At this stage of finding a perfect problem to solve, we focus mostly on guiding our customers and help them be creative, and not try to impose our own opinions. Customers should be able to focus on what really matters for their business, without us being subjective in terms of the tasks we would very much like to work on or we find them important based on our experience with other customers. 🙂 On the other hand, experience across industries helps a lot in the advisory role.

This part of the process is very creative and fun. But since this is a starting point from where the true value for the business is created, it is crucial for it to be well structured, planned and guided. At this stage we aim to cover the whole business strategy of a company, so it can be quite exhaustive – we typically split it into multiple well structured and prepared workshops. 

How well do you understand what you are trying to achieve?

Once we have a clear list of goals to be achieved and problems to be solved, we go into prioritizing their implementation and making a roadmap for the organization to achieve them – finding the perfect first to start with. Two crucial measures should come out of this process – Impact and Effort.


How impactful each use case is for the overall strategy and operations of the business? At the end of the day, this is how any project should be measured – how much better my business will be after I implement this? It’s always great if you can focus on things that matter the most, and help achieve goals of the highest impact. In order to measure the impact objectively, it’s important to have different teams included – our goal is to see how impactful resolving each problem is for the whole organization. 

Our 2nd goal for this step is identifying how well aligned are different business units in terms of overall company goals and who are the key stakeholders in the process. With that in mind, we can understand a problem more clearly, but also how different teams communicate related to different processes and daily operations, and what’s their role. It’s also a safeguard not to miss to include all the relevant stakeholders in the process.


How much effort and resources are needed to achieve these goals? Prioritization is important in terms that we want to always focus on topics that matter the most. But effort estimation comes in neatly to ensure that we can deliver value without spending months or years while working on a single use case – important tasks that require less effort in most cases are our priority.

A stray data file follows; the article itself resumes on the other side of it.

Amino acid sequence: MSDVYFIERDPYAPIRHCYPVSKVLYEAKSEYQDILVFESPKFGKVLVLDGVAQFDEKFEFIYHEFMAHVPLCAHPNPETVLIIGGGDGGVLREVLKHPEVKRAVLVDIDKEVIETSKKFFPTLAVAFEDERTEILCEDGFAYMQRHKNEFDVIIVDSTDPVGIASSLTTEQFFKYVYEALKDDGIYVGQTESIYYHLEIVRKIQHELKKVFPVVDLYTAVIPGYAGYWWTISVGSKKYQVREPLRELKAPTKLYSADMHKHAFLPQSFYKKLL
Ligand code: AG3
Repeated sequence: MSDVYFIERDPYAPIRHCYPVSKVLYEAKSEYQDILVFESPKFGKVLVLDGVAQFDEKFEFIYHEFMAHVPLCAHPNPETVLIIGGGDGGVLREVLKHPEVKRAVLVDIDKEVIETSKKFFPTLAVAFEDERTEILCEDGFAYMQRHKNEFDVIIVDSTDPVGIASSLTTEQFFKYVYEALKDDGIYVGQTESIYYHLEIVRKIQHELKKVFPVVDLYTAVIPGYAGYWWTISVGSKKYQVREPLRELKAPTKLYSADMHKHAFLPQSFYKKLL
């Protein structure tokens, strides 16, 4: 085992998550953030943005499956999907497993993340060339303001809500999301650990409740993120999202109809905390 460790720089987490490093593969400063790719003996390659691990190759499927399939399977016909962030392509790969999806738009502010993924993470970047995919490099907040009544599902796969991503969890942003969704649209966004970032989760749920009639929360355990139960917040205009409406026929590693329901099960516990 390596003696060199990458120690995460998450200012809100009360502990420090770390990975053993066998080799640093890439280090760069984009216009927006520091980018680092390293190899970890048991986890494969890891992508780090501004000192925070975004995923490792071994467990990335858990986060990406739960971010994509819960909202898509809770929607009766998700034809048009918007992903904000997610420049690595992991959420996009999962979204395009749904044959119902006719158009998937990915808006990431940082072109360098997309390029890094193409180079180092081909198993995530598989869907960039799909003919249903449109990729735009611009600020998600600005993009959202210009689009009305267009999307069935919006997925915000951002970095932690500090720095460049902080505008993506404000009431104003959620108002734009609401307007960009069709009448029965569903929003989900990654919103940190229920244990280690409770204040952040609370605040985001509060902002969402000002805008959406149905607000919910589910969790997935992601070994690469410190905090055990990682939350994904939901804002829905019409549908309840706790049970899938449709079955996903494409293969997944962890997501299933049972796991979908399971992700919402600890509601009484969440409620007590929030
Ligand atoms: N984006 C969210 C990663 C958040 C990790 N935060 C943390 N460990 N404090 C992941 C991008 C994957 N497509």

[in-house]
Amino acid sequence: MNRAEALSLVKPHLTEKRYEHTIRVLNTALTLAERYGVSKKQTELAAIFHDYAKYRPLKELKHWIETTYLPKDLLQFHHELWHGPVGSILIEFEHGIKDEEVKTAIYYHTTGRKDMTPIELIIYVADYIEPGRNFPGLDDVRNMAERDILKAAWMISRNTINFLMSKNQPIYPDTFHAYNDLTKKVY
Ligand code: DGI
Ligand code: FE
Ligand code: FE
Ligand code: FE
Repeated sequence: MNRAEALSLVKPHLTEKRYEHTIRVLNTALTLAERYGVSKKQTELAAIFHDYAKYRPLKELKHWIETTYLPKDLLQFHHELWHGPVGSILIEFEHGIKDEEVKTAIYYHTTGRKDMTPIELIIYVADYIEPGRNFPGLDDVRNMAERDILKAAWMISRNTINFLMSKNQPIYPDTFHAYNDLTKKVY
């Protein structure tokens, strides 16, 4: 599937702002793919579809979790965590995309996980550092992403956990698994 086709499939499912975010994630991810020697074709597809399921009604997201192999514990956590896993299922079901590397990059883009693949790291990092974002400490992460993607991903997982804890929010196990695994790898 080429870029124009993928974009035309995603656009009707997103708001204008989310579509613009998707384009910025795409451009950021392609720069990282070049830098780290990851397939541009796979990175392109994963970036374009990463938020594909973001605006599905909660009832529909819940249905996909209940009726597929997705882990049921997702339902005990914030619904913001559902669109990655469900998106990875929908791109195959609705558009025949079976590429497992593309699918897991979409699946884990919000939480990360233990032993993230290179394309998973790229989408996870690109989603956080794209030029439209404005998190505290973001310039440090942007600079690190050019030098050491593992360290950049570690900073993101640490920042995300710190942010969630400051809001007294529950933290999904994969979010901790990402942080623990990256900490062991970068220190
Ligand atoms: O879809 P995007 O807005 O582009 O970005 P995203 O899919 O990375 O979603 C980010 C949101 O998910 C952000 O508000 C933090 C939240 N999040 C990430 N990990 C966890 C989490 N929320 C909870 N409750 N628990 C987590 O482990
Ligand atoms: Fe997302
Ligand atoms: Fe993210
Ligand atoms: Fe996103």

In this phase, it’s very important to take into consideration the existing data landscape in the organization – data points that exist, their quality and availability, internal and external data management policies, etc. Many years of experience that we have working with different industries on different use cases, enables us to more objectively look at the complexity of dozens of use cases, and in cooperation with the client identify which goals can be achieved in the short term, and which use cases require many stages to enable their implementation.  

What we always advise our customers is to focus on challenges that bring a significant impact to the business without too much effort. This is especially important for organizations that are new to advanced analytics, and are just starting to implement use cases in this domain. With this approach, we aim to make the whole organization a believer in machine learning – we aim to get impactful results really fast so that with the key stakeholders, we can get the needed support from the whole company to invest their effort and resources in this area. Low hanging fruit is generally a good idea for newcomers to aim for when just starting experimenting in machine learning and AI. It helps to understand the process, the way of work, and the methodology, and prepare the team for bigger challenges.